With more time in Dresden, you can explore Neustadt – the new town of Dresden. Interestingly, the area of Neustadt wasn’t as affected by the 1945 bombings, meaning that parts of Neustadt are actually older than what is considered the historic Old Town.
Wandering the streets here, you will stumble across beautiful Baroque architecture, cool street art and lovely open parks that become the centre of life in Neustadt over the summer. You could even opt to take a street art tour of this area if it interests you.
You could also take the time to visit a few more museums that you wouldn’t have had the time to in just one day in the city. For instance, there is the Dresden Transport Museum or the Albertinum Art Museum. Foodies should consider taking a gourmet tour of Dresden’s Old Town as well.
If you want to experience some incredible views over Dresden, then consider heading over to the Dresden Suspension Railway. This 19th-century funicular will take you to an observation deck where you can get spectacular views of the valley below.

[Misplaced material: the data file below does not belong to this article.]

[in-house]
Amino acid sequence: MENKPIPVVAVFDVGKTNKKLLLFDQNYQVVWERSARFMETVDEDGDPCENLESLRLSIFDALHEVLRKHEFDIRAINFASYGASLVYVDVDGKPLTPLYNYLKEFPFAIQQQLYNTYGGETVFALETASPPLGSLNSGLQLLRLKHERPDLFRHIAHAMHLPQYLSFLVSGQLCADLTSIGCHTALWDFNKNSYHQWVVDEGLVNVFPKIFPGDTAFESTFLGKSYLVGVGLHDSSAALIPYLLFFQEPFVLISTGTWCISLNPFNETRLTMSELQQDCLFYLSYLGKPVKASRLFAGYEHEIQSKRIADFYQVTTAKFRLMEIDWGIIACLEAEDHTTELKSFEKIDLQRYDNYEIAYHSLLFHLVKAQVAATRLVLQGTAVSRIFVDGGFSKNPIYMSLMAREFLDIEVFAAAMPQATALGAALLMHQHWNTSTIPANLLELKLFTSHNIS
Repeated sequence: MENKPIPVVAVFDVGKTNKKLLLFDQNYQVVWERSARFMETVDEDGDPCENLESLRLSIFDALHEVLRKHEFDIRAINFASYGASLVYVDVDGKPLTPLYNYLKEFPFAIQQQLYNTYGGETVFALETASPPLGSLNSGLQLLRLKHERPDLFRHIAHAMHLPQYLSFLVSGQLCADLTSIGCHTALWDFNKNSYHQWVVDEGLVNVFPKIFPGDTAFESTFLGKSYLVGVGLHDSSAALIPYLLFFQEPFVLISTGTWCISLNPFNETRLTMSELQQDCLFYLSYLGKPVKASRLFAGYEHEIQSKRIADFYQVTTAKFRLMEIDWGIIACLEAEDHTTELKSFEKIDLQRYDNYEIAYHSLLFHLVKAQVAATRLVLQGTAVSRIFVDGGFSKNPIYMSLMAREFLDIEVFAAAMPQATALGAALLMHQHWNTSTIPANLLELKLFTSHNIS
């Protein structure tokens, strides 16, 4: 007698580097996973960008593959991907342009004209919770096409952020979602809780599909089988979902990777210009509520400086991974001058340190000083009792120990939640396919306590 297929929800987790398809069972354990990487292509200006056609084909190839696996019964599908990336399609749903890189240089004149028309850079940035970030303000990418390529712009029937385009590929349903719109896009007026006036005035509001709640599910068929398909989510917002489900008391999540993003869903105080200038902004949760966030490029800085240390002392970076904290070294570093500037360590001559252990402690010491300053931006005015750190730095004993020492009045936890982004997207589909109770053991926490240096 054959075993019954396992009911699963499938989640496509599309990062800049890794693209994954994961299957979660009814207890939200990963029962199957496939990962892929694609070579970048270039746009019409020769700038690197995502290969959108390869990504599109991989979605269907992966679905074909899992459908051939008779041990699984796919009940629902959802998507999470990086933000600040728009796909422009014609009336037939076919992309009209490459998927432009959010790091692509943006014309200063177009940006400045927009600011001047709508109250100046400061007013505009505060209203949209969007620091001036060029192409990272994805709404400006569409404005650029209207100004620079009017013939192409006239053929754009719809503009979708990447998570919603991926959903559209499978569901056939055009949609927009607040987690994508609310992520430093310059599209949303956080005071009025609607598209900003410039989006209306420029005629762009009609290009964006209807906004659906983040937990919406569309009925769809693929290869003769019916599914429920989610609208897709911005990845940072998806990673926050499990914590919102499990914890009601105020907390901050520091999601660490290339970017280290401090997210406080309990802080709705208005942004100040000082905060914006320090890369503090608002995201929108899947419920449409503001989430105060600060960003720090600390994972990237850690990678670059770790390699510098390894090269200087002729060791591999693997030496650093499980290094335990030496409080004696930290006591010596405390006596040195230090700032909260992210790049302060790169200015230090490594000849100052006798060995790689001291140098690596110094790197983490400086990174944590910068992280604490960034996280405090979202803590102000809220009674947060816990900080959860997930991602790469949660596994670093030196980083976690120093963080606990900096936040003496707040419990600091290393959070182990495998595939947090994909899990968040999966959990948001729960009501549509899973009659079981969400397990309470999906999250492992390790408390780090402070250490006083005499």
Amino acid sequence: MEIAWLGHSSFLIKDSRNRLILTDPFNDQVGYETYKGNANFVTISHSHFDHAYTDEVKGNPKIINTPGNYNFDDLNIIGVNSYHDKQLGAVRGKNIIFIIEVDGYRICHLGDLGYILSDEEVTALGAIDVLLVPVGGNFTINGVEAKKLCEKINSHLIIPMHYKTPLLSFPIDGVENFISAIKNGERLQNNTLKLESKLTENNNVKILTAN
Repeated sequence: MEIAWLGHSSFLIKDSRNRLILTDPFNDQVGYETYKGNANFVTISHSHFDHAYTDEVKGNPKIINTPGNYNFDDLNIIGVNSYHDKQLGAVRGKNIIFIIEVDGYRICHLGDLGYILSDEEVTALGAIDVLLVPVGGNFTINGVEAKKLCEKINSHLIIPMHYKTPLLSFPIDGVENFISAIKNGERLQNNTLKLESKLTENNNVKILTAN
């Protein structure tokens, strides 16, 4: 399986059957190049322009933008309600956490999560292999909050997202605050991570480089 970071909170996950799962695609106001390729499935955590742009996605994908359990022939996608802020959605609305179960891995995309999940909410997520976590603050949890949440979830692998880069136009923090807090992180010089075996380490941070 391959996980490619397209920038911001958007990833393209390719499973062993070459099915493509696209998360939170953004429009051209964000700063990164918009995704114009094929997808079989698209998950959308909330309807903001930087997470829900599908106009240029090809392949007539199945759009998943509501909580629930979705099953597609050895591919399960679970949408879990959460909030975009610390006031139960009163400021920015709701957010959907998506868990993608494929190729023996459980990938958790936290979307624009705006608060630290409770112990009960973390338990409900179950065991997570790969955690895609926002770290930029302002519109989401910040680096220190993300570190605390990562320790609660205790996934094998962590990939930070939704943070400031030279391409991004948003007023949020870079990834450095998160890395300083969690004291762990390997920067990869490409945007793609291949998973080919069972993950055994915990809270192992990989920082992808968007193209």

And if you’re a car fan, then consider touring the Volkswagon Transparent Factory. This was only opened in 2002 but it can be interesting to visitors. Tickets can be bought here.
Where to Stay in Dresden
The Student Hotel Dresden – This hotel is one of the best budget options if you want to stay close to the Old Town. It is located between the train station and the Old Town, offering guests a variety of private rooms suitable for up to two people. Reception is open 24 hours and there is the option to include breakfast in your daily rate. Click here to check their availability
Hyperion Hotel Dresden Am Schloss – Located right in the heart of the Old Town, this is the perfect place to stay for travellers who want to experience a bit of luxury when they visit Dresden. Rooms are large, clean and comfortable with guests able to enjoy the hotel’s onsite restaurant, bar, sauna and massage facilities. There is the option to add breakfast to your nightly rate. Click here to check their availability
Lollis Homestay – This cosy hostel in the heart of Neustadt offers both dorms and private rooms. The hostel organises a number of activities including dinners and German lessons which is a great way to meet other travellers. Click here to check their availability
Not quite what you’re looking for? Click here to browse more Dresden hotels!
A trip to Dresden is an excellent option if you’re looking for a great day out from Prague or if you’re keen to find an interesting city to stop on while travelling between the Czech capital and Berlin. This unique city has a lot to offer visitors and it is a true joy to explore.
Are you planning to visit Dresden? Have any questions about this itinerary? Let us know in the comments!